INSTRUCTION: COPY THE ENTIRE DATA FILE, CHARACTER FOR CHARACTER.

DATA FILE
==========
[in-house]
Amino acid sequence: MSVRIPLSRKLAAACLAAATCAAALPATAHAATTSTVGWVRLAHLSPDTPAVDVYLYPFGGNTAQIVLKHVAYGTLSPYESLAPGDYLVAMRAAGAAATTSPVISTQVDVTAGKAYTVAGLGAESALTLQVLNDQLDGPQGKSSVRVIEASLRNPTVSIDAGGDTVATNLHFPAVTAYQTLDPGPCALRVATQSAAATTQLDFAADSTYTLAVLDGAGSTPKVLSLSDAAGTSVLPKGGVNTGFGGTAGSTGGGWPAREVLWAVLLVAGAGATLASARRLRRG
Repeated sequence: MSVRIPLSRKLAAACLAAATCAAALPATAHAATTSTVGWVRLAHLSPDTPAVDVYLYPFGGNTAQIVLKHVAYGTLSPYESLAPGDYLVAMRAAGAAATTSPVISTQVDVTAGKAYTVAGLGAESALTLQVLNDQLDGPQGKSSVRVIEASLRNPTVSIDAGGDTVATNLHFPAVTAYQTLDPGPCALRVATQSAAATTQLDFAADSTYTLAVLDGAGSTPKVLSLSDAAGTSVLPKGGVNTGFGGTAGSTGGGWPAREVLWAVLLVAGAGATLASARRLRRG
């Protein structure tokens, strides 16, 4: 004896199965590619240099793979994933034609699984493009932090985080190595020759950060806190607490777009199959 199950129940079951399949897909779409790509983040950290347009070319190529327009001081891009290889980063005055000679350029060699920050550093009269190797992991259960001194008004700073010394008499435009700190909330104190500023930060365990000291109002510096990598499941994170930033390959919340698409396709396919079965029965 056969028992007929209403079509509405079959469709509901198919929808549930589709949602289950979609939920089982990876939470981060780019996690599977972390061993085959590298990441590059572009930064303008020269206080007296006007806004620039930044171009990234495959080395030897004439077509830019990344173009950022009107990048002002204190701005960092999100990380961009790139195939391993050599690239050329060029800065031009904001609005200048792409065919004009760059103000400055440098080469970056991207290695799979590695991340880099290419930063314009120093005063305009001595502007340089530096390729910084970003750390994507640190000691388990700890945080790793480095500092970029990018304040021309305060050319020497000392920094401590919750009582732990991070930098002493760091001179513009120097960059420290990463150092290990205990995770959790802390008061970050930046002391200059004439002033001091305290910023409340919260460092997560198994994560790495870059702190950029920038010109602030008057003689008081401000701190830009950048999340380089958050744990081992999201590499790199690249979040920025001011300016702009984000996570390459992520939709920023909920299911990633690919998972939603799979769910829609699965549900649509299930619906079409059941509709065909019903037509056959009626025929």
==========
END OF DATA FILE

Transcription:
[in-house]
Amino acid sequence: MSVRIPLSRKLAAACLAAATCAAALPATAHAATTSTVGWVRLAHLSPDTPAVDVYLYPFGGNTAQIVLKHVAYGTLSPYESLAPGDYLVAMRAAGAAATTSPVISTQVDVTAGKAYTVAGLGAESALTLQVLNDQLDGPQGKSSVRVIEASLRNPTVSIDAGGDTVATNLHFPAVTAYQTLDPGPCALRVATQSAAATTQLDFAADSTYTLAVLDGAGSTPKVLSLSDAAGTSVLPKGGVNTGFGGTAGSTGGGWPAREVLWAVLLVAGAGATLASARRLRRG
Repeated sequence: MSVRIPLSRKLAAACLAAATCAAALPATAHAATTSTVGWVRLAHLSPDTPAVDVYLYPFGGNTAQIVLKHVAYGTLSPYESLAPGDYLVAMRAAGAAATTSPVISTQVDVTAGKAYTVAGLGAESALTLQVLNDQLDGPQGKSSVRVIEASLRNPTVSIDAGGDTVATNLHFPAVTAYQTLDPGPCALRVATQSAAATTQLDFAADSTYTLAVLDGAGSTPKVLSLSDAAGTSVLPKGGVNTGFGGTAGSTGGGWPAREVLWAVLLVAGAGATLASARRLRRG
């Protein structure tokens, strides 16, 4: 004896199965590619240099793979994933034609699984493009932090985080190595020759950060806190607490777009199959 199950129940079951399949897909779409790509983040950290347009070319190529327009001081891009290889980063005055000679350029060699920050550093009269190797992991259960001194008004700073010394008499435009700190909330104190500023930060365990000291109002510096990598499941994170930033390959919340698409396709396919079965029965 056969028992007929209403079509509405079959469709509901198919929808549930589709949602289950979609939920089982990876939470981060780019996690599977972390061993085959590298990441590059572009930064303008020269206080007296006007806004620039930044171009990234495959080395030897004439077509830019990344173009950022009107990048002002204190701005960092999100990380961009790139195939391993050599690239050329060029800065031009904001609005200048792409065919004009760059103000400055440098080469970056991207290695799979590695991340880099290419930063314009120093005063305009001595502007340089530096390729910084970003750390994507640190000691388990700890945080790793480095500092970029990018304040021309305060050319020497000392920094401590919750009582732990991070930098002493760091001179513009120097960059420290990463150092290990205990995770959790802390008061970050930046002391200059004439002033001091305290910023409340919260460092997560198994994560790495870059702190950029920038010109602030008057003689008081401000701190830009950048999340380089958050744990081992999201590499790199690249979040920025001011300016702009984000996570390459992520939709920023909920299911990633690919998972939603799979769910829609699965549900649509299930619906079409059941509709065909019903037509056959009626025929």